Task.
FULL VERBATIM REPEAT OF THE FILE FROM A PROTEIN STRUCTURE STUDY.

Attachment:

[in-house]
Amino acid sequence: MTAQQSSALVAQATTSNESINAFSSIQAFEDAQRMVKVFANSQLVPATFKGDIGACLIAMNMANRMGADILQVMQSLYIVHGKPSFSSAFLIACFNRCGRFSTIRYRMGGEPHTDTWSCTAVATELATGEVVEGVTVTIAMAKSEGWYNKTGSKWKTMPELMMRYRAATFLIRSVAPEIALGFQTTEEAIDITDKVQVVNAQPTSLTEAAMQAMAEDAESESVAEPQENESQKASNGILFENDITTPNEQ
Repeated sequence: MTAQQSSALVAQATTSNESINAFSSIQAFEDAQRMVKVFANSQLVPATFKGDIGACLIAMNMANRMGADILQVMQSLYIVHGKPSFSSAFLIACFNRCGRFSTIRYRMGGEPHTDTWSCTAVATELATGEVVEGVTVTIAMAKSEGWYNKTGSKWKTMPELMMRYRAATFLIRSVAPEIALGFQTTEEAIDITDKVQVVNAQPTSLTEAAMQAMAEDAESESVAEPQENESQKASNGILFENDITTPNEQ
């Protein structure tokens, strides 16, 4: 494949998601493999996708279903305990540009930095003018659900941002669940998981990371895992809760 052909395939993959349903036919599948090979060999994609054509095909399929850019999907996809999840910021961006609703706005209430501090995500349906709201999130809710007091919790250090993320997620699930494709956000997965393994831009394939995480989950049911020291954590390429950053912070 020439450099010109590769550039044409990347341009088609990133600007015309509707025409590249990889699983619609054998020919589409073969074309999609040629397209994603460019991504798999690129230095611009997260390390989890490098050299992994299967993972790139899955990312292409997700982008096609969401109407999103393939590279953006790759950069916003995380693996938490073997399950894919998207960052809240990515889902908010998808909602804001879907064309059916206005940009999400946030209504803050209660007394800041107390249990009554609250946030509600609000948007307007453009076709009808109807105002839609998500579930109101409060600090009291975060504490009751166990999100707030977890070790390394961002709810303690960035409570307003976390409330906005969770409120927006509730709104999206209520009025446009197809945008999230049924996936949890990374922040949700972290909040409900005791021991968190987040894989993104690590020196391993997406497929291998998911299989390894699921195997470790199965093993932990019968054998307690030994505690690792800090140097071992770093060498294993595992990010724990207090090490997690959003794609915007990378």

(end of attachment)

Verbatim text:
[in-house]
Amino acid sequence: MTAQQSSALVAQATTSNESINAFSSIQAFEDAQRMVKVFANSQLVPATFKGDIGACLIAMNMANRMGADILQVMQSLYIVHGKPSFSSAFLIACFNRCGRFSTIRYRMGGEPHTDTWSCTAVATELATGEVVEGVTVTIAMAKSEGWYNKTGSKWKTMPELMMRYRAATFLIRSVAPEIALGFQTTEEAIDITDKVQVVNAQPTSLTEAAMQAMAEDAESESVAEPQENESQKASNGILFENDITTPNEQ
Repeated sequence: MTAQQSSALVAQATTSNESINAFSSIQAFEDAQRMVKVFANSQLVPATFKGDIGACLIAMNMANRMGADILQVMQSLYIVHGKPSFSSAFLIACFNRCGRFSTIRYRMGGEPHTDTWSCTAVATELATGEVVEGVTVTIAMAKSEGWYNKTGSKWKTMPELMMRYRAATFLIRSVAPEIALGFQTTEEAIDITDKVQVVNAQPTSLTEAAMQAMAEDAESESVAEPQENESQKASNGILFENDITTPNEQ
């Protein structure tokens, strides 16, 4: 494949998601493999996708279903305990540009930095003018659900941002669940998981990371895992809760 052909395939993959349903036919599948090979060999994609054509095909399929850019999907996809999840910021961006609703706005209430501090995500349906709201999130809710007091919790250090993320997620699930494709956000997965393994831009394939995480989950049911020291954590390429950053912070 020439450099010109590769550039044409990347341009088609990133600007015309509707025409590249990889699983619609054998020919589409073969074309999609040629397209994603460019991504798999690129230095611009997260390390989890490098050299992994299967993972790139899955990312292409997700982008096609969401109407999103393939590279953006790759950069916003995380693996938490073997399950894919998207960052809240990515889902908010998808909602804001879907064309059916206005940009999400946030209504803050209660007394800041107390249990009554609250946030509600609000948007307007453009076709009808109807105002839609998500579930109101409060600090009291975060504490009751166990999100707030977890070790390394961002709810303690960035409570307003976390409330906005969770409120927006509730709104999206209520009025446009197809945008999230049924996936949890990374922040949700972290909040409900005791021991968190987040894989993104690590020196391993997406497929291998998911299989390894699921195997470790199965093993932990019968054998307690030994505690690792800090140097071992770093060498294993595992990010724990207090090490997690959003794609915007990378």